As Rajeshwari recounts her tale of horror, the contours of a major crime network built on deceit, allurement and exploitation becomes clear. A man she knew offered to take her on a trip to the Balaji temple in Tirupati and even convinced other girls to come with her. For Rajeshwari, who had never travelled beyond Kanker, the idea of going on a train journey seemed exciting.
However, the trip turned into a nightmare when she was taken to Namakkal and sold to a factory. She found other girls in captivity there and heard of several dozen similar stories of Bastar girls held captive in sweatshops all over.
The districts of Narayanpur, Jagdalpur, Kanker, Kondagaon, Jashpur, Raigarh, Koriya, Sarguja, Durg and Bilaspur have emerged as trafficking dens. Girls from here are sold off in Tamil Nadu, Andhra Pradesh, Delhi, Maharashtra, Haryana, Punjab and Jammu & Kashmir.
‘The guy promised to take me to the Balaji temple in Tirupati’
Rajeshwari Salam had never imagined that a brief visit to her sister-in-law’s house in the Naxal-hit Bade Jamhri village of Narayanpur district would turn into the darkest chapter of her life. While there, she met Tijuram Korram along with a few other village girls. Korram told her that he was taking the girls on a trip to the famous Balaji temple at Tirupati, and she could join too. She was persuaded by the other girls to seize the opportunity.
Korram and a dozen girls began their journey on 4 August 2013. From Bade Jamhri, they reached Korram’s house in Nayanar and stayed for the night. The next stop was Benur village, located between Narayanpur and Kondagaon, from where a van took them to Jagdalpur. Then started a long bus ride to Namakkal in Tamil Nadu. A Bolero ferried them to Gems Agro Exports, a local factory where they were turned into bonded labourers.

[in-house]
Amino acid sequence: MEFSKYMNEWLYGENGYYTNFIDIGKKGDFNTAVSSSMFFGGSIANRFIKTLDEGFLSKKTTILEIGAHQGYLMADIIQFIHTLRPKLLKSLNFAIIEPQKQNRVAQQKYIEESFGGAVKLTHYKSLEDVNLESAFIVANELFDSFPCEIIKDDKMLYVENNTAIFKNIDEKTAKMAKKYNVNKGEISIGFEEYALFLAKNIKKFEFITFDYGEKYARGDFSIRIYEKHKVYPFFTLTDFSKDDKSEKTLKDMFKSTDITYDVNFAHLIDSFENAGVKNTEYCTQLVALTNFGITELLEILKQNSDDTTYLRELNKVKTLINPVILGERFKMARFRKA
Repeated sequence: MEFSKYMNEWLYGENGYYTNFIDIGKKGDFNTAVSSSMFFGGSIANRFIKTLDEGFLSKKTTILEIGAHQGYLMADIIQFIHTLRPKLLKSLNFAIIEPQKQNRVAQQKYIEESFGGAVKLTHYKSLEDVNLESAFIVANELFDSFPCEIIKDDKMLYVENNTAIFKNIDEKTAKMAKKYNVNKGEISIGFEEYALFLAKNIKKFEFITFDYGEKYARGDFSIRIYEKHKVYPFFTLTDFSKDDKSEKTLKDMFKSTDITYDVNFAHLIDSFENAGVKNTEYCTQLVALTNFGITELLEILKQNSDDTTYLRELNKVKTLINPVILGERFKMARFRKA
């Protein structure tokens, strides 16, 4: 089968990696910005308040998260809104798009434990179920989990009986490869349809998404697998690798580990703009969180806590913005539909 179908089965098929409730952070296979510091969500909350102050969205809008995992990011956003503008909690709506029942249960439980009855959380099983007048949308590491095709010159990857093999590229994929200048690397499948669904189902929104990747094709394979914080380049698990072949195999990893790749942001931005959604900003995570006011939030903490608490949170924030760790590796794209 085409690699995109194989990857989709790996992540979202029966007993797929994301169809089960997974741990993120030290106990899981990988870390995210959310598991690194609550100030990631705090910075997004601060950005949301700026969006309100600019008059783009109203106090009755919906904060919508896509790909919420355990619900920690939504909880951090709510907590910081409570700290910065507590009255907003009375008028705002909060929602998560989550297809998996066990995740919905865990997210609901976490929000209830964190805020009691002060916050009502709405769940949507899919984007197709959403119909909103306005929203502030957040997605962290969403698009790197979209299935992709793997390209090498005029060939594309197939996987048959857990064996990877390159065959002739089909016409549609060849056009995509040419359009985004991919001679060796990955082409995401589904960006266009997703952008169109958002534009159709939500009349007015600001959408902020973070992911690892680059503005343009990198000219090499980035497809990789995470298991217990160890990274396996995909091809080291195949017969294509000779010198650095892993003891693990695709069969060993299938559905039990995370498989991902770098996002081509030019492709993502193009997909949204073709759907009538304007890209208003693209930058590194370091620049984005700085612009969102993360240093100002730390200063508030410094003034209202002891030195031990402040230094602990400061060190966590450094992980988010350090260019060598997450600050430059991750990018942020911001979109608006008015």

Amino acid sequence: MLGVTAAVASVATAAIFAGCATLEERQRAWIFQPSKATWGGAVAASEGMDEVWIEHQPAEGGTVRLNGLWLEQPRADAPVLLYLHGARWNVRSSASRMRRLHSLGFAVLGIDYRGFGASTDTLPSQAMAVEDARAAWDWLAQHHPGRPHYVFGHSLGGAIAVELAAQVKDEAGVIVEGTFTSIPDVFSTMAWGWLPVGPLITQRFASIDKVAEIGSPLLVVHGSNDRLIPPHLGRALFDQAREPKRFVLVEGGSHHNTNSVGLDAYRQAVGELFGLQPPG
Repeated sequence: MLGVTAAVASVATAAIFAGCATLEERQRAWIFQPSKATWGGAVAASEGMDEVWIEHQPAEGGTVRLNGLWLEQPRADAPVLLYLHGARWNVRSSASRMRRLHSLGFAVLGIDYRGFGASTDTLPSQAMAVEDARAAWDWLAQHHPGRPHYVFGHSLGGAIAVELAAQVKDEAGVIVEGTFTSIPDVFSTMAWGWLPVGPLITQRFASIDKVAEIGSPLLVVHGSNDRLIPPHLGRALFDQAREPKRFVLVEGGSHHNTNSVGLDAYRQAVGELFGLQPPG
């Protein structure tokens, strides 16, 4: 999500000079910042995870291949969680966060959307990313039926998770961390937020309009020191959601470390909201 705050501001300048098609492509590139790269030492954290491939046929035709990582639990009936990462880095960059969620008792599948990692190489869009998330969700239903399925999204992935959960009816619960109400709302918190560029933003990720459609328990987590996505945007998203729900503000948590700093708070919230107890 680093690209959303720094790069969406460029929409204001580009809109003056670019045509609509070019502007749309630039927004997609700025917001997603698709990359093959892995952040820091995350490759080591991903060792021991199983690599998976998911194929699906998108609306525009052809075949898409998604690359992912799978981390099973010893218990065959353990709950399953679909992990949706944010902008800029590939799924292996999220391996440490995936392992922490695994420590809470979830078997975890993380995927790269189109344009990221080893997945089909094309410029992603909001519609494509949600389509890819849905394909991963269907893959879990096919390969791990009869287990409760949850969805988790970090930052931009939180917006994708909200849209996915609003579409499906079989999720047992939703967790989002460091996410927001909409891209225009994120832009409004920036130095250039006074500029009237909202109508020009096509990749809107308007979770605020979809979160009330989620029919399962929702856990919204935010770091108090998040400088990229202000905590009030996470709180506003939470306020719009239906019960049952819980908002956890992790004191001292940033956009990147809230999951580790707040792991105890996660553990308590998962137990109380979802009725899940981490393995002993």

“When I asked what we were doing in a factory instead of going to the Balaji temple, he said the money was all spent and we would have to work,” recalls Rajeshwari.
She says there were nearly 100 girls at the factory. They were made to sleep in a single room and share a single toilet. Her chance of escape arrived one day when Korram brought a fresh batch of girls. She told Korram that she had got an allergy from working with chemicals at the vegetable processing factory and demanded that she be sent home. After much coaxing, he agreed to take her back to Bastar, but on the condition that she would arrange for at least 10 other girls. He promised to pay her Rs 500 for each girl.
When she returned home, Rajeshwari met the Women and Child Development department supervisor, Jagmati Kashyap, and recounted her tale. Before her return, Rajeshwari had chanced upon a factory manager’s visiting card while cleaning and kept it. With the help of the visiting card, the police tracked and rescued 60 other tribal girls from the factory.
Last November, 24 girls were rescued from another factory in Erode district.
A human trafficking racket of placement agencies and local agents is operating actively in the region. Initially, it was thought that poverty and a dearth of employment opportunities in the area had resulted in a rising trend of immigration, providing ground for placement agencies. But a probe by TEHELKA has blown the lid off a trafficking network that subsists on luring girls with promises of pilgrimages and even marriage to local youth, who are hand-in-glove with the traffickers.
With the help of Hari Singh Sidar, 70, a social and religious worker who has been active in Bastar for the past two decades, TEHELKA travelled to a dozen small hamlets in Narayanpur and Kanker districts to meet families who have lost their daughters, and some who have welcomed back their loved ones, recording stories of endless horror and shame. The tragedy continues as the rescued girls face an unfeeling, cold-blooded administration unable to protect them, but unashamed to steal from their rehabilitation fund. This is the first real documentation from Ground Zero of the plight of the tribal girls trafficked, abused and dumped.